Political outrage begins at home
By Colten Kamlade, Senior Columnist
Justin Trudeau has been out of the limelight recently. The election in the US has assured that, and I doubt he is concerned; the misdirection has worked in his favour. While Trump is soaking up all the attention, Trudeau is flying under the radar. He has received minimal criticism for his broken promises, and Canadian newspapers have dedicated far more time to lambasting the American president then they have in analyzing Trudeau’s policy decisions.
Electoral reform was a major component of the Liberal’s policy platform. At first, Trudeau and his party appeared to be steadfast in their commitment to the promise. Clearly, voters overestimated the Liberal’s dedication to the pledge. After the party announced they would be abandoning any plans of electoral reform, there was an outcry. Unfortunately, this lasted only a couple of days. People soon moved on, as more exciting things were happening in the US.
Another disappointment was the Liberal Party’s decision to approve two pipelines, including the Kinder Morgan Trans Mountain expansion. Trudeau was supposed to be everything that Harper was not, and we hoped that he would—at the very least—avoid inheriting Harper’s cavalier attitude towards the environment. Once again, the Liberals let their voters down. As with electoral reform, there was a short burst of frustration that was soon drowned out by American politics. Canadians were distracted by Trump and his outrageous persona.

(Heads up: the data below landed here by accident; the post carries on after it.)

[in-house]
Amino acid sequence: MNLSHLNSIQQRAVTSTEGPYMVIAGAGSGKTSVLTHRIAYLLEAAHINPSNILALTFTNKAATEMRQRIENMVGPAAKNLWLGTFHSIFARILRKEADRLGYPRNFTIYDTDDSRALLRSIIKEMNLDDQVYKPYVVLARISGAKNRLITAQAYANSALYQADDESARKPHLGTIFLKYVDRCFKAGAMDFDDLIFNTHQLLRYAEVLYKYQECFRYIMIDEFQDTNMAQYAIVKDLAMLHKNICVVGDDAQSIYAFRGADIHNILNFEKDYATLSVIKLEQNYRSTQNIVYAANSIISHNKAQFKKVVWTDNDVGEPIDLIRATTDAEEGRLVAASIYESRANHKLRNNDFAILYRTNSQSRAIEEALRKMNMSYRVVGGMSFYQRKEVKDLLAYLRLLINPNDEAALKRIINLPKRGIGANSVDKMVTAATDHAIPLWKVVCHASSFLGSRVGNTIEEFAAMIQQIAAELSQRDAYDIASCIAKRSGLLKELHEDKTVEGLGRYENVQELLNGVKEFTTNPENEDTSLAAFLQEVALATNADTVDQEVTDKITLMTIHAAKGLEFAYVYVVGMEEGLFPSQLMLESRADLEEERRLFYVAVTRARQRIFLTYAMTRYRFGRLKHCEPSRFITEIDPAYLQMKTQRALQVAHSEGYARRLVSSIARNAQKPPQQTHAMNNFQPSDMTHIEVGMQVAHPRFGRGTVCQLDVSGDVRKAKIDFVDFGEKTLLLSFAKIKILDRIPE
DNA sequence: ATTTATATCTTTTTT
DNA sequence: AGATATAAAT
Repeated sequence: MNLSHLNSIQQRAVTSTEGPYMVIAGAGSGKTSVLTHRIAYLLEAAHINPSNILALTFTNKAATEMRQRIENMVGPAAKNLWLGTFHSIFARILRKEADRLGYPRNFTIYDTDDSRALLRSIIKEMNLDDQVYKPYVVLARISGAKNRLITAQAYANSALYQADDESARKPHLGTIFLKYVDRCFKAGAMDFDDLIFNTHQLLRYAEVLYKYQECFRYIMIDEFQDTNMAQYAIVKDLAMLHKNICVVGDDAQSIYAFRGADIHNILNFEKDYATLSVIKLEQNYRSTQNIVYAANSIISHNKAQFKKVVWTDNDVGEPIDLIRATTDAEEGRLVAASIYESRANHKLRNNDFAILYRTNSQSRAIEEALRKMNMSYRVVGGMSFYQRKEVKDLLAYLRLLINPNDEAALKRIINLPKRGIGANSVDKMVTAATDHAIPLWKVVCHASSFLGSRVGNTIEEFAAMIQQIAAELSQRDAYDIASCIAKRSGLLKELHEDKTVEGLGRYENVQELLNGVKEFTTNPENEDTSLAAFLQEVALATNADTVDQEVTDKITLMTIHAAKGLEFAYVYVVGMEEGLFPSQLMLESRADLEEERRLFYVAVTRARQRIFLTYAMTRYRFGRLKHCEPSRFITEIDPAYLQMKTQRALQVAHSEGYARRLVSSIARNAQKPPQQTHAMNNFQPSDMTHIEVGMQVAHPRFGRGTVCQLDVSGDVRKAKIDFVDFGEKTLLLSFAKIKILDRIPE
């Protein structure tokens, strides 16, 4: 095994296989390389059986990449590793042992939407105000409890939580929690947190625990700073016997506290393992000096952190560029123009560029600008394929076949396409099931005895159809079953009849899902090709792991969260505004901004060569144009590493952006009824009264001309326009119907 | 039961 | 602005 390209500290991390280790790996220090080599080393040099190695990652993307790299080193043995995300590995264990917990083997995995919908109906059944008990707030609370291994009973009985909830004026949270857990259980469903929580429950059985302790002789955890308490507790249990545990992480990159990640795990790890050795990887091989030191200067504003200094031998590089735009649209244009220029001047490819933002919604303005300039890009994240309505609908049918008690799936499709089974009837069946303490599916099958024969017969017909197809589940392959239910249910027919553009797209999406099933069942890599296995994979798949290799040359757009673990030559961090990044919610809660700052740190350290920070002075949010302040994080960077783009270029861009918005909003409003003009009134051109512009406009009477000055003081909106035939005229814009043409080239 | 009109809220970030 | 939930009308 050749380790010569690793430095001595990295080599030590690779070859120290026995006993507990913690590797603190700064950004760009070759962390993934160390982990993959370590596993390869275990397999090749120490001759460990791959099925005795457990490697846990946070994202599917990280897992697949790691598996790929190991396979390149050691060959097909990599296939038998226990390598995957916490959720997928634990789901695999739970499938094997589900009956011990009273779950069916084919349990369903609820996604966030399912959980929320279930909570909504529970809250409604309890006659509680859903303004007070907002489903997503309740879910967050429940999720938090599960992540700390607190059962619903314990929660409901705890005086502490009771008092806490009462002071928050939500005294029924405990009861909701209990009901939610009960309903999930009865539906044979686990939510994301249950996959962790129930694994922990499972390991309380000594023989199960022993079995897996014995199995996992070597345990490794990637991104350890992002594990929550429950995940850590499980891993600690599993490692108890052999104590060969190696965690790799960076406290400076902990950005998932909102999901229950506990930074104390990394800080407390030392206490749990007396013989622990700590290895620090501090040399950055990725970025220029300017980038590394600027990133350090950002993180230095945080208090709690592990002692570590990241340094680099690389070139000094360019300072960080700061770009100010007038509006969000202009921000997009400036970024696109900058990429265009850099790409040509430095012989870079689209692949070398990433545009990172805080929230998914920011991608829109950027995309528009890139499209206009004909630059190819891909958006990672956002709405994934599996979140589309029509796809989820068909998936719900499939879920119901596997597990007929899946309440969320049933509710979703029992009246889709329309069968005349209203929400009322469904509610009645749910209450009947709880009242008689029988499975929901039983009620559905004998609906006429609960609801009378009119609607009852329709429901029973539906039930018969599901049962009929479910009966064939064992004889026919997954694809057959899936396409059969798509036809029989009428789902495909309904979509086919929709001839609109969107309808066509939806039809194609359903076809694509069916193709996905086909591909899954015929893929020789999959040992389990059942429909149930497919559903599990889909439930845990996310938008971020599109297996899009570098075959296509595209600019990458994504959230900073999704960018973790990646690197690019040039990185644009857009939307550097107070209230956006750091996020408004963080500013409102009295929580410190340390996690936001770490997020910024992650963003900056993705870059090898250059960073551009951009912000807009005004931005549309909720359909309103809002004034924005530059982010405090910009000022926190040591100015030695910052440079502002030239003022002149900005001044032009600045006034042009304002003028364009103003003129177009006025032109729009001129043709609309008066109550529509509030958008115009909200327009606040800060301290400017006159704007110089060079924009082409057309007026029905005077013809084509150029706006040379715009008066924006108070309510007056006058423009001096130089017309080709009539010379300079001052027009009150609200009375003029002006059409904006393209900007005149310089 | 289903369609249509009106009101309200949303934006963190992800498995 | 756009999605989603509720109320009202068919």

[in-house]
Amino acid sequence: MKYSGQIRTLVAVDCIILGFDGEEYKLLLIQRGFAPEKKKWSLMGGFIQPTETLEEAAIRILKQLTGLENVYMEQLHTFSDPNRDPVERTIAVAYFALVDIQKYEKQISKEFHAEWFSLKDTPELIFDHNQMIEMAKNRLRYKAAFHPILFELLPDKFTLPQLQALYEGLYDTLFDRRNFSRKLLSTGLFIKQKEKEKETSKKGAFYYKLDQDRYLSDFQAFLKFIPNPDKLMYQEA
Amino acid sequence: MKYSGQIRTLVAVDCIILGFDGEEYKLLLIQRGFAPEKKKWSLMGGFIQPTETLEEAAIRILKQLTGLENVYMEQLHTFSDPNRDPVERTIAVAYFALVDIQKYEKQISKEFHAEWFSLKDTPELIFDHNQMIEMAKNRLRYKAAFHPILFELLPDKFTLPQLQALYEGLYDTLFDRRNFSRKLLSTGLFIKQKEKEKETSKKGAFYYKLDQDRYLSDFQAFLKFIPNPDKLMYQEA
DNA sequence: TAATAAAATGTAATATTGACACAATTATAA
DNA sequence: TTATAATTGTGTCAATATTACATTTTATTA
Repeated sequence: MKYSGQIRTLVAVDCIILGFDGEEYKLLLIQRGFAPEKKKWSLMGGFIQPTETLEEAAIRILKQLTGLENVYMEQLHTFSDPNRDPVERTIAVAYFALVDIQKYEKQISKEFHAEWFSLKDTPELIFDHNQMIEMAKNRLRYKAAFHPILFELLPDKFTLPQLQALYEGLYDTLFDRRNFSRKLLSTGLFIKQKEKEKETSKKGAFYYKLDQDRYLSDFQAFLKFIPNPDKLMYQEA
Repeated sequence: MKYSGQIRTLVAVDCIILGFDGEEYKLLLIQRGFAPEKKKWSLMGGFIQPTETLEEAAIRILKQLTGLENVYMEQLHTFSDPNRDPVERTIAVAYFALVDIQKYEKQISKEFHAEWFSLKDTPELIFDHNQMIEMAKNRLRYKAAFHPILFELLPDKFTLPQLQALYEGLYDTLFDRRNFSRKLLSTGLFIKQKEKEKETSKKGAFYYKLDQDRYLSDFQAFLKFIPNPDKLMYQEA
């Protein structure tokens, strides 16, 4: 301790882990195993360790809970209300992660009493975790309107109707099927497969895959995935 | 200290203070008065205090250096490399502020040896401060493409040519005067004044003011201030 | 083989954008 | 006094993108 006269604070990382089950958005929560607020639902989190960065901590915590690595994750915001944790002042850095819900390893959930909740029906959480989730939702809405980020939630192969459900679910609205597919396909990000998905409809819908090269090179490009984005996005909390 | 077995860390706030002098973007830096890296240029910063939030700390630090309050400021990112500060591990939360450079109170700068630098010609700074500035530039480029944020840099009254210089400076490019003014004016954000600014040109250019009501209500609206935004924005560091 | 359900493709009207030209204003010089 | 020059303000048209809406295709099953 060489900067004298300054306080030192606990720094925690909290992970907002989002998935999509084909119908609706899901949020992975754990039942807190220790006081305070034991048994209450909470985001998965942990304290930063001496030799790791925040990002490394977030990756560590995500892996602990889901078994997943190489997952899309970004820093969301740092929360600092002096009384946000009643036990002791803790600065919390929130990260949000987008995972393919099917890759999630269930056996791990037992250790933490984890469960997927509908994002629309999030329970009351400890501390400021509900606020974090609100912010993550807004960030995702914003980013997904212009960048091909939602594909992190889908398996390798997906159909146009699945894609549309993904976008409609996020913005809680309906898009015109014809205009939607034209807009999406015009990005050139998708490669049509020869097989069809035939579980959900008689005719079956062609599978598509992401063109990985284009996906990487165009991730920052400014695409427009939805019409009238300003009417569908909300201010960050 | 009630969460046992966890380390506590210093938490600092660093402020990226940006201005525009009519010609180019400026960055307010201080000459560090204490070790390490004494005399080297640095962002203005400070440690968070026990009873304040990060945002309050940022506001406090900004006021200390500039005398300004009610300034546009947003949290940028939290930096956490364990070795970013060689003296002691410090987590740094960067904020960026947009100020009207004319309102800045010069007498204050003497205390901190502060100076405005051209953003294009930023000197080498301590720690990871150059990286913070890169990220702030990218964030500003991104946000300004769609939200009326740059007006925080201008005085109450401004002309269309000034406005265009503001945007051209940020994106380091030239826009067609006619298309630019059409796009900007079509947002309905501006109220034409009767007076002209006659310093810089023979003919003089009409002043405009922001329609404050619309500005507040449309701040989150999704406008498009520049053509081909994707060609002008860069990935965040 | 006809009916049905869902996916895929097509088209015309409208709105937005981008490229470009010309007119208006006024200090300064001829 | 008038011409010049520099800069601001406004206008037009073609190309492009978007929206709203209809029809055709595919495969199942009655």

Our politics might not be as entertaining to watch, but they still matter. In our own country, we can at least affect change. That is not to say we shouldn’t discuss global issues, but that is not where our focus should lie. Rallying against Trump is fun, but we can’t vote in a new president. The American people need to initiate change in their own country. We can’t do that for them. Let’s instead talk about Canada’s problems before we scrutinize America’s.
If we focus on improving our own country, we will reap the practical benefits, but we will also find ourselves less frustrated. I feel constantly bombarded by Trump and his politics, as it seems he does something horribly obnoxious every single day. We hear about it, but we really can’t do anything. In Canada, you can get involved. Join a youth council, write for your school paper, volunteer; do something that will make a difference. You’ll feel more productive and less depressed. It’s better than sitting and watching a train wreck that you can’t do anything about.